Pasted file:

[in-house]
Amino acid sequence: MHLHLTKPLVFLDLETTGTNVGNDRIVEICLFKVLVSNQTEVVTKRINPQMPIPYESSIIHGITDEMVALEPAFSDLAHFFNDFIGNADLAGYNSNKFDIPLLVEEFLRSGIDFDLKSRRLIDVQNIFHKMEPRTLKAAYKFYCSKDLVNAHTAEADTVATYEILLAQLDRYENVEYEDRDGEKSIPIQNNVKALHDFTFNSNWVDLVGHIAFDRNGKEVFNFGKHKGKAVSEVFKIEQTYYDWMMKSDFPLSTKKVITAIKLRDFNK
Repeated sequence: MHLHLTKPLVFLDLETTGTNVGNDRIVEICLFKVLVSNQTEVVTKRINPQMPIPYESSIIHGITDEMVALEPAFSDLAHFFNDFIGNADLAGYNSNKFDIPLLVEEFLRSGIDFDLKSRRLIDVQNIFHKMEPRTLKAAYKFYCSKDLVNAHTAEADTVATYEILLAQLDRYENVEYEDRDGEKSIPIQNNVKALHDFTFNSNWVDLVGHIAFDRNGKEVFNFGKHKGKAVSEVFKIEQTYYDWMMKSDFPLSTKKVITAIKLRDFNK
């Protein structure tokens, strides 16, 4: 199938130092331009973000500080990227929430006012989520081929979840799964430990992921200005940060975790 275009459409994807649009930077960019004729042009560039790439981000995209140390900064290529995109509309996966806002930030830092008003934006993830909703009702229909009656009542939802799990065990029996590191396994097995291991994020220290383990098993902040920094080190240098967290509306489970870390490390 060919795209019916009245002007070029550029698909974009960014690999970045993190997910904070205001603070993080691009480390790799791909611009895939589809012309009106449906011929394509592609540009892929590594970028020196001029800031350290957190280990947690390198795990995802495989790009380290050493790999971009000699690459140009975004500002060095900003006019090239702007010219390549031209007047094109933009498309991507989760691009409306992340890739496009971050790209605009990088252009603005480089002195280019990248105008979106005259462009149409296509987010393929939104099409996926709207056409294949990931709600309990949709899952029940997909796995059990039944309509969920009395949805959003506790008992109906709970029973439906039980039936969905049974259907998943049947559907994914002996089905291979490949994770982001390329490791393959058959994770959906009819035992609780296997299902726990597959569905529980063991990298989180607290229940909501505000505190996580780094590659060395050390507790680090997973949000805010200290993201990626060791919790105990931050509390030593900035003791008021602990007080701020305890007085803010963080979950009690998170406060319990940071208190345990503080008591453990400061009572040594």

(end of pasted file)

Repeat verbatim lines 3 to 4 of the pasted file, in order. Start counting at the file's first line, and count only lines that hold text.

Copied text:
Repeated sequence: MHLHLTKPLVFLDLETTGTNVGNDRIVEICLFKVLVSNQTEVVTKRINPQMPIPYESSIIHGITDEMVALEPAFSDLAHFFNDFIGNADLAGYNSNKFDIPLLVEEFLRSGIDFDLKSRRLIDVQNIFHKMEPRTLKAAYKFYCSKDLVNAHTAEADTVATYEILLAQLDRYENVEYEDRDGEKSIPIQNNVKALHDFTFNSNWVDLVGHIAFDRNGKEVFNFGKHKGKAVSEVFKIEQTYYDWMMKSDFPLSTKKVITAIKLRDFNK
């Protein structure tokens, strides 16, 4: 199938130092331009973000500080990227929430006012989520081929979840799964430990992921200005940060975790 275009459409994807649009930077960019004729042009560039790439981000995209140390900064290529995109509309996966806002930030830092008003934006993830909703009702229909009656009542939802799990065990029996590191396994097995291991994020220290383990098993902040920094080190240098967290509306489970870390490390 060919795209019916009245002007070029550029698909974009960014690999970045993190997910904070205001603070993080691009480390790799791909611009895939589809012309009106449906011929394509592609540009892929590594970028020196001029800031350290957190280990947690390198795990995802495989790009380290050493790999971009000699690459140009975004500002060095900003006019090239702007010219390549031209007047094109933009498309991507989760691009409306992340890739496009971050790209605009990088252009603005480089002195280019990248105008979106005259462009149409296509987010393929939104099409996926709207056409294949990931709600309990949709899952029940997909796995059990039944309509969920009395949805959003506790008992109906709970029973439906039980039936969905049974259907998943049947559907994914002996089905291979490949994770982001390329490791393959058959994770959906009819035992609780296997299902726990597959569905529980063991990298989180607290229940909501505000505190996580780094590659060395050390507790680090997973949000805010200290993201990626060791919790105990931050509390030593900035003791008021602990007080701020305890007085803010963080979950009690998170406060319990940071208190345990503080008591453990400061009572040594």